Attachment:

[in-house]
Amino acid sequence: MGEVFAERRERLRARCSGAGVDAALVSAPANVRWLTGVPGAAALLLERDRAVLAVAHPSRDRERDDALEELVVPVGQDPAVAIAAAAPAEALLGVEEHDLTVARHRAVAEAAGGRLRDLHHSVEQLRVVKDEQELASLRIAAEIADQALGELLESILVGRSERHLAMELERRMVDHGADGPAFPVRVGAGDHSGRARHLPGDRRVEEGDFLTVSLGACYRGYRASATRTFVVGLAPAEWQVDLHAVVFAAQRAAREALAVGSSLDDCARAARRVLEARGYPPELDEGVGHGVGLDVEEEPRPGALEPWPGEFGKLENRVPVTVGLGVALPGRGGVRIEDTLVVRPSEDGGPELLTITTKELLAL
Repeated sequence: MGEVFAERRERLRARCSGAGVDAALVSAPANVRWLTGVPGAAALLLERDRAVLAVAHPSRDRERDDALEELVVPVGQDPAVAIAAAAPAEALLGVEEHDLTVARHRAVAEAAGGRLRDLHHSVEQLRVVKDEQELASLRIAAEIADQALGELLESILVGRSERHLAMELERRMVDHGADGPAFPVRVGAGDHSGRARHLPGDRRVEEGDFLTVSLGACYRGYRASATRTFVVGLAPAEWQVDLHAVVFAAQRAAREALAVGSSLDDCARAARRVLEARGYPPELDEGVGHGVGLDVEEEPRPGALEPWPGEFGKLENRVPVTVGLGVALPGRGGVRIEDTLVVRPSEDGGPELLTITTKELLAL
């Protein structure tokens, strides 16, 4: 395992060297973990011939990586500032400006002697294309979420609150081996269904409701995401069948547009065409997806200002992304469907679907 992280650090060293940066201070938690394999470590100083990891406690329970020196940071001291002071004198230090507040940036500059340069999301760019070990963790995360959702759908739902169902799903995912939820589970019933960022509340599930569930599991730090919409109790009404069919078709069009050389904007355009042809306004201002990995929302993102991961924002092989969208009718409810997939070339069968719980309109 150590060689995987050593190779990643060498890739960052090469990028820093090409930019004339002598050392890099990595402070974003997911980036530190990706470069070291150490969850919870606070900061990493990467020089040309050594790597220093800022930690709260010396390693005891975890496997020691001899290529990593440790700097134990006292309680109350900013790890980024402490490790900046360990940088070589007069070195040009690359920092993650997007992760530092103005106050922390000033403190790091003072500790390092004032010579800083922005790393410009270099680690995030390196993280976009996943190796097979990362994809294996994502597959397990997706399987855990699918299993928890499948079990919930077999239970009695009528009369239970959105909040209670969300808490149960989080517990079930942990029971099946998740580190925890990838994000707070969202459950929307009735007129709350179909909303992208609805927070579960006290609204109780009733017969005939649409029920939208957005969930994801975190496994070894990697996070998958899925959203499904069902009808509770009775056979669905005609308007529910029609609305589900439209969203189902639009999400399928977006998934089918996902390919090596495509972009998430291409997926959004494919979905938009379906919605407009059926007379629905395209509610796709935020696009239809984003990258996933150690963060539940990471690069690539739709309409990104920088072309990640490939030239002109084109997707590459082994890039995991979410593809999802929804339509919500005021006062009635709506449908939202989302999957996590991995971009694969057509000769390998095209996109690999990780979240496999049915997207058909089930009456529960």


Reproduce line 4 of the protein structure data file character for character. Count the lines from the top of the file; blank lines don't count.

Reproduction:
């Protein structure tokens, strides 16, 4: 395992060297973990011939990586500032400006002697294309979420609150081996269904409701995401069948547009065409997806200002992304469907679907 992280650090060293940066201070938690394999470590100083990891406690329970020196940071001291002071004198230090507040940036500059340069999301760019070990963790995360959702759908739902169902799903995912939820589970019933960022509340599930569930599991730090919409109790009404069919078709069009050389904007355009042809306004201002990995929302993102991961924002092989969208009718409810997939070339069968719980309109 150590060689995987050593190779990643060498890739960052090469990028820093090409930019004339002598050392890099990595402070974003997911980036530190990706470069070291150490969850919870606070900061990493990467020089040309050594790597220093800022930690709260010396390693005891975890496997020691001899290529990593440790700097134990006292309680109350900013790890980024402490490790900046360990940088070589007069070195040009690359920092993650997007992760530092103005106050922390000033403190790091003072500790390092004032010579800083922005790393410009270099680690995030390196993280976009996943190796097979990362994809294996994502597959397990997706399987855990699918299993928890499948079990919930077999239970009695009528009369239970959105909040209670969300808490149960989080517990079930942990029971099946998740580190925890990838994000707070969202459950929307009735007129709350179909909303992208609805927070579960006290609204109780009733017969005939649409029920939208957005969930994801975190496994070894990697996070998958899925959203499904069902009808509770009775056979669905005609308007529910029609609305589900439209969203189902639009999400399928977006998934089918996902390919090596495509972009998430291409997926959004494919979905938009379906919605407009059926007379629905395209509610796709935020696009239809984003990258996933150690963060539940990471690069690539739709309409990104920088072309990640490939030239002109084109997707590459082994890039995991979410593809999802929804339509919500005021006062009635709506449908939202989302999957996590991995971009694969057509000769390998095209996109690999990780979240496999049915997207058909089930009456529960």